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Introduction
Get to know the database
Basic revenue metrics
Summary

Instruction

Good job! Now, let's introduce some time constraints to our revenue reports. Take a look:

SELECT
  c.customer_id,
  company_name,
  SUM(amount) AS total_revenue 
FROM orders o
JOIN customers c
  ON o.customer_id = c.customer_id
WHERE o.order_date >= '2017-03-01' AND o.order_date < '2017-04-01'
GROUP BY c.customer_id, company_name;

The query above shows total revenue per customer, but this time it's based on orders from March 2017. We've added a WHERE clause, inside which we defined the range for order_date. Note the date format that we used: YYYY-MM-DD. In other words, o.order_date >= '2017-03-01' means 'orders placed on March 1, 2017 or later'. Note that the month comes before the day in this date format – this might be counterintuitive for people from the US. The other condition that we used is o.order_date < '2017-04-01', which means "orders placed before April 1, 2017".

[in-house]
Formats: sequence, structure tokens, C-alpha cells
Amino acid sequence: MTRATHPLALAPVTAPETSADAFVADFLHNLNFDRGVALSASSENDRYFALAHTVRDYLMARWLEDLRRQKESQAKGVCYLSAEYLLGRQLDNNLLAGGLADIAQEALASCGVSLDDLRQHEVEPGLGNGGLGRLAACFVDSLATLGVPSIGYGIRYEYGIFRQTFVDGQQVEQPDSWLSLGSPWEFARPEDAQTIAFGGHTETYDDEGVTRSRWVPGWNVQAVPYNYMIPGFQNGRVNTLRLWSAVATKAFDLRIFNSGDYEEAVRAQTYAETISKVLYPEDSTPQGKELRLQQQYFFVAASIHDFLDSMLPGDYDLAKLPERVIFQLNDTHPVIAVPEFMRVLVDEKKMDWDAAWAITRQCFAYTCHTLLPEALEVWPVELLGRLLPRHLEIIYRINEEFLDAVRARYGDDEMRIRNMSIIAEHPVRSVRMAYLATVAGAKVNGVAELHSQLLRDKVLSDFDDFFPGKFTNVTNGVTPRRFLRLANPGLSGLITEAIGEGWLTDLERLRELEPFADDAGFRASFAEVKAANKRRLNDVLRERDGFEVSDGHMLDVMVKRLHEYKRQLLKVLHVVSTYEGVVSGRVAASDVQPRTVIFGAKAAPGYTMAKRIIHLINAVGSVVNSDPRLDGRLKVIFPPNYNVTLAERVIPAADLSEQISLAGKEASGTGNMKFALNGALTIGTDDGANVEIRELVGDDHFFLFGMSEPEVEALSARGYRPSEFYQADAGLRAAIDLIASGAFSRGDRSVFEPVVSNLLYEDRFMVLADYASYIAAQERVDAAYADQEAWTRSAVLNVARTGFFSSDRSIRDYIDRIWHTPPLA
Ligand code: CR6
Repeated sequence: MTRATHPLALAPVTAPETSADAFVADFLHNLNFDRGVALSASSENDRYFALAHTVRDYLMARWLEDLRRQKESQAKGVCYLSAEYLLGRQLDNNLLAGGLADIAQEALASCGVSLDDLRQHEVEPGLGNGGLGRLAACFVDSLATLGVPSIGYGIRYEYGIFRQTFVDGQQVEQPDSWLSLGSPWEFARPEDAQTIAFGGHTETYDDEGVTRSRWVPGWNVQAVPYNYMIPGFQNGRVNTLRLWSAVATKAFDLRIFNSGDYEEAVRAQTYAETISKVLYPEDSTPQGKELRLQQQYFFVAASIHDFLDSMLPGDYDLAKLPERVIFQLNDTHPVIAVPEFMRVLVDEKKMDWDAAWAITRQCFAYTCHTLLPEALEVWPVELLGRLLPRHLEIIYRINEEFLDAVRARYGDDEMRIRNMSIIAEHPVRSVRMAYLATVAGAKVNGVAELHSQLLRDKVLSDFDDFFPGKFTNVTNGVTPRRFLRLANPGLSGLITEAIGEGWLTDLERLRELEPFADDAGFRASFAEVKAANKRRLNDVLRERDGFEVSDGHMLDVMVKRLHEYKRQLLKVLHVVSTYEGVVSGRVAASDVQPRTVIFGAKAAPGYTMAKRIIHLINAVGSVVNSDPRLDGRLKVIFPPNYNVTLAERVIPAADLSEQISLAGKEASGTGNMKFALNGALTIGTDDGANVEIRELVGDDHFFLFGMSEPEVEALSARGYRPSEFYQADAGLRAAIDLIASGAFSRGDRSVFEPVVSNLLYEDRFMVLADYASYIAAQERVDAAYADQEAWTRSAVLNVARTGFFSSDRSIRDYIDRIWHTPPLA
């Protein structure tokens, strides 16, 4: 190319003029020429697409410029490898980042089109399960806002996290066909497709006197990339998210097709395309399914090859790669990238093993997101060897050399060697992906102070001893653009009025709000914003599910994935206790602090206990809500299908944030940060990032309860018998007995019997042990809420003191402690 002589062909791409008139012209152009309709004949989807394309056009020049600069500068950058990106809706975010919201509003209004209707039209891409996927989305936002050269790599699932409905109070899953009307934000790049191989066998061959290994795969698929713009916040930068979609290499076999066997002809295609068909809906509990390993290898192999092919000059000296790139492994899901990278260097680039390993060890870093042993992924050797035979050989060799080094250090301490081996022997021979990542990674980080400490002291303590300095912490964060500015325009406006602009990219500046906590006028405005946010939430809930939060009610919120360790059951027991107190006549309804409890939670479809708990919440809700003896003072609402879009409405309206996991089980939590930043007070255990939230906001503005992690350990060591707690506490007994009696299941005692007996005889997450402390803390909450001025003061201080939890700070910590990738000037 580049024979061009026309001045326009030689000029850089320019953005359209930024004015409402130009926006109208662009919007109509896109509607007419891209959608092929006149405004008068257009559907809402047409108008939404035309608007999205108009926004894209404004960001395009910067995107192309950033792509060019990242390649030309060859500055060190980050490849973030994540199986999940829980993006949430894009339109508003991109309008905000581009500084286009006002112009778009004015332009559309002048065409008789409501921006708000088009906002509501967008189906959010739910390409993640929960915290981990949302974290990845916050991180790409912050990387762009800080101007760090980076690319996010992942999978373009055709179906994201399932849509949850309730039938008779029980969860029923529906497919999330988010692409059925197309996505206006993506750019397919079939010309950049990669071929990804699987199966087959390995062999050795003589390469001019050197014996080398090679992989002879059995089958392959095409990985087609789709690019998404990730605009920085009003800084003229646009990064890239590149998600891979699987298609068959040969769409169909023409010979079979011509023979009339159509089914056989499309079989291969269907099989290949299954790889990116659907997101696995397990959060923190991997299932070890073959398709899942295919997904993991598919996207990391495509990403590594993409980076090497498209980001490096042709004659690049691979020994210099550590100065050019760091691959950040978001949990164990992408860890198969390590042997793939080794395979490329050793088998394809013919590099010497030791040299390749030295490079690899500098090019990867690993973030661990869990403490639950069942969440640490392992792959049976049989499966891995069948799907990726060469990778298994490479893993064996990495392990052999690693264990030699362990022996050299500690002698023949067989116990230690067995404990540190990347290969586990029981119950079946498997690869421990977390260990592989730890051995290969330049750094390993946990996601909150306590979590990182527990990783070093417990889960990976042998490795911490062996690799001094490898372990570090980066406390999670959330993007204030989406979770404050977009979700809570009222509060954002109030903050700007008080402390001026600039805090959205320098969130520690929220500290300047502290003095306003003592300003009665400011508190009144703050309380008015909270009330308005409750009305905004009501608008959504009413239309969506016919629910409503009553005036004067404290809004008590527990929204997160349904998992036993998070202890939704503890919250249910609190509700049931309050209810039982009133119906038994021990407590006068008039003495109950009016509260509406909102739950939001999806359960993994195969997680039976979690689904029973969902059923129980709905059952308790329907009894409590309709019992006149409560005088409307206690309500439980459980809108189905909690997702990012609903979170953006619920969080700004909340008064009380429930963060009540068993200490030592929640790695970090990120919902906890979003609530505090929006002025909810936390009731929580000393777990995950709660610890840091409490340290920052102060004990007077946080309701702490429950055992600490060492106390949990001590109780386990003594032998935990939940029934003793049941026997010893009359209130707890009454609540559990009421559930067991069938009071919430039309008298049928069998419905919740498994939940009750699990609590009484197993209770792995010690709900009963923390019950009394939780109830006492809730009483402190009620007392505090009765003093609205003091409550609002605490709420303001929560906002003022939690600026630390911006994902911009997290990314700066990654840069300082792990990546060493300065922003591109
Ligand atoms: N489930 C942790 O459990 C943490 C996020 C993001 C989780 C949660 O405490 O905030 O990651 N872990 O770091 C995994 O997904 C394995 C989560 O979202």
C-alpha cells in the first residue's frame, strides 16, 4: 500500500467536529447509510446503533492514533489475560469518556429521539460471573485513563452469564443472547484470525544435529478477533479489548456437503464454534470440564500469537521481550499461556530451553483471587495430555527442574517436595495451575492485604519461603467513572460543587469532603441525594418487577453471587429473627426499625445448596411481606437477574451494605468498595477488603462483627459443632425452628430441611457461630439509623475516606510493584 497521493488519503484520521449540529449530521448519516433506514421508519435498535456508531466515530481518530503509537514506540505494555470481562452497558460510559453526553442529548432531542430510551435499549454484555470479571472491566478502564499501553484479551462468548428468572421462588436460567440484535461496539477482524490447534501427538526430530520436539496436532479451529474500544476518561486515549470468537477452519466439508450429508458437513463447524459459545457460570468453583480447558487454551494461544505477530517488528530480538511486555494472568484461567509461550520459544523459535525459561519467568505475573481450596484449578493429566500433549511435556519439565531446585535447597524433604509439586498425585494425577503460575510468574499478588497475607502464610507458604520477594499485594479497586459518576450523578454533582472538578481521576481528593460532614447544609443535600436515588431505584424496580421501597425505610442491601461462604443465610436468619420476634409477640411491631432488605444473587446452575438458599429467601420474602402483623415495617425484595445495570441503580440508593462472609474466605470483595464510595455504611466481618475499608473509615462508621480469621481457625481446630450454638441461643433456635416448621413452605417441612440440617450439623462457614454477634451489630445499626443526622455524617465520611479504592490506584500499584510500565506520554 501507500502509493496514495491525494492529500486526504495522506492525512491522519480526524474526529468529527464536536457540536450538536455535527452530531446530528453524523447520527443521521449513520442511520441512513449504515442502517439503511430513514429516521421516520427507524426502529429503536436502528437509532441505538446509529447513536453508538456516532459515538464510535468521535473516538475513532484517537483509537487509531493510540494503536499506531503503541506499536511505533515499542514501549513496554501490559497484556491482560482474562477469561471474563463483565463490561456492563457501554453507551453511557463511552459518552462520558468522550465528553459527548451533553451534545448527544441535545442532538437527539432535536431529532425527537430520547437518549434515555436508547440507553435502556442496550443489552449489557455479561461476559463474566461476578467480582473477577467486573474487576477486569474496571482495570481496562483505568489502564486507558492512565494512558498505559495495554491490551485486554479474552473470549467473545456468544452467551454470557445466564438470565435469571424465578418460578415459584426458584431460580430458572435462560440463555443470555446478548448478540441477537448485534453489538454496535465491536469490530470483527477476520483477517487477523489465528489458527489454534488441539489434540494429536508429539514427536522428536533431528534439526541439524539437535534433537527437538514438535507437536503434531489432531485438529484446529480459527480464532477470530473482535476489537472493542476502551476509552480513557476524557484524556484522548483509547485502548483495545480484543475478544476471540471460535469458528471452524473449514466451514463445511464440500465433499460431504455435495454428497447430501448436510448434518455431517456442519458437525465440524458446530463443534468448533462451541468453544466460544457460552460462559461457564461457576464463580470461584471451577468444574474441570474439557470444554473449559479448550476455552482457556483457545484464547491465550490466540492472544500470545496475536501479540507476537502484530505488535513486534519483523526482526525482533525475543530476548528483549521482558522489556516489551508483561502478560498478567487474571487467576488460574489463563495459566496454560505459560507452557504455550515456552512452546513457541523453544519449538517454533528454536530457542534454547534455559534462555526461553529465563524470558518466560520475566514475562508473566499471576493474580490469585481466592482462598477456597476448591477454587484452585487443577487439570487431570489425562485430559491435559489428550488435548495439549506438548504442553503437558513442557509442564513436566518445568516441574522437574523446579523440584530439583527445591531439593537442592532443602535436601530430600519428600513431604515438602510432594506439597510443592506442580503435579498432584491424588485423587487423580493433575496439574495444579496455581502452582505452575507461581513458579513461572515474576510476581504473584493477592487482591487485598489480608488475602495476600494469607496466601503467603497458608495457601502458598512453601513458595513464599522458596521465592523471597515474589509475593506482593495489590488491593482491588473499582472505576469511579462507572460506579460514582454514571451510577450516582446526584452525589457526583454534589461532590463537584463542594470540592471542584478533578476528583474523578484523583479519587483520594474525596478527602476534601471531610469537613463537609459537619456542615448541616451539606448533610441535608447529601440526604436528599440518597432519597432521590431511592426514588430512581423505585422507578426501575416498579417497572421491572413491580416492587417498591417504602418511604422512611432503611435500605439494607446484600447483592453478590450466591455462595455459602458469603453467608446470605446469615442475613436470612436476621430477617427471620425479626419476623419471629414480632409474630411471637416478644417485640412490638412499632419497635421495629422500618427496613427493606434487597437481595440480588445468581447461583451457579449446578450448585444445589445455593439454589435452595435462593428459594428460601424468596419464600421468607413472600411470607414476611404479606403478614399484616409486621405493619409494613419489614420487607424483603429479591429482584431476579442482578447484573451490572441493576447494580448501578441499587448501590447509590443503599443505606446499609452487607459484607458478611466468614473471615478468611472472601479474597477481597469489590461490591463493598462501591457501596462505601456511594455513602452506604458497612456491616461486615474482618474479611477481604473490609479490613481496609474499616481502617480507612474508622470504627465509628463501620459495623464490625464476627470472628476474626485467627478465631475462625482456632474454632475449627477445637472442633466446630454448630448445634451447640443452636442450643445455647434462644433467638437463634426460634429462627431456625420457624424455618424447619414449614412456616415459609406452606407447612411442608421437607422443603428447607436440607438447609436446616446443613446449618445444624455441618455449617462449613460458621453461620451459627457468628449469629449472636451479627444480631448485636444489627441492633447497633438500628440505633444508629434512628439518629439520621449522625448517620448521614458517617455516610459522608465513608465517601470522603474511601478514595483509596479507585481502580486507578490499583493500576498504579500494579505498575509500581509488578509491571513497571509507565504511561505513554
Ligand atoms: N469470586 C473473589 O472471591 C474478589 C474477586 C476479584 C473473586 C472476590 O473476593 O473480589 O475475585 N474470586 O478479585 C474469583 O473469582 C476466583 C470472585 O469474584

Exercise

Find the total_revenue (the sum of all amounts) from all orders placed in 2017.

Stuck? Here's a hint!

You need the following condition in the WHERE clause:

order_date >= '2017-01-01' AND order_date < '2018-01-01'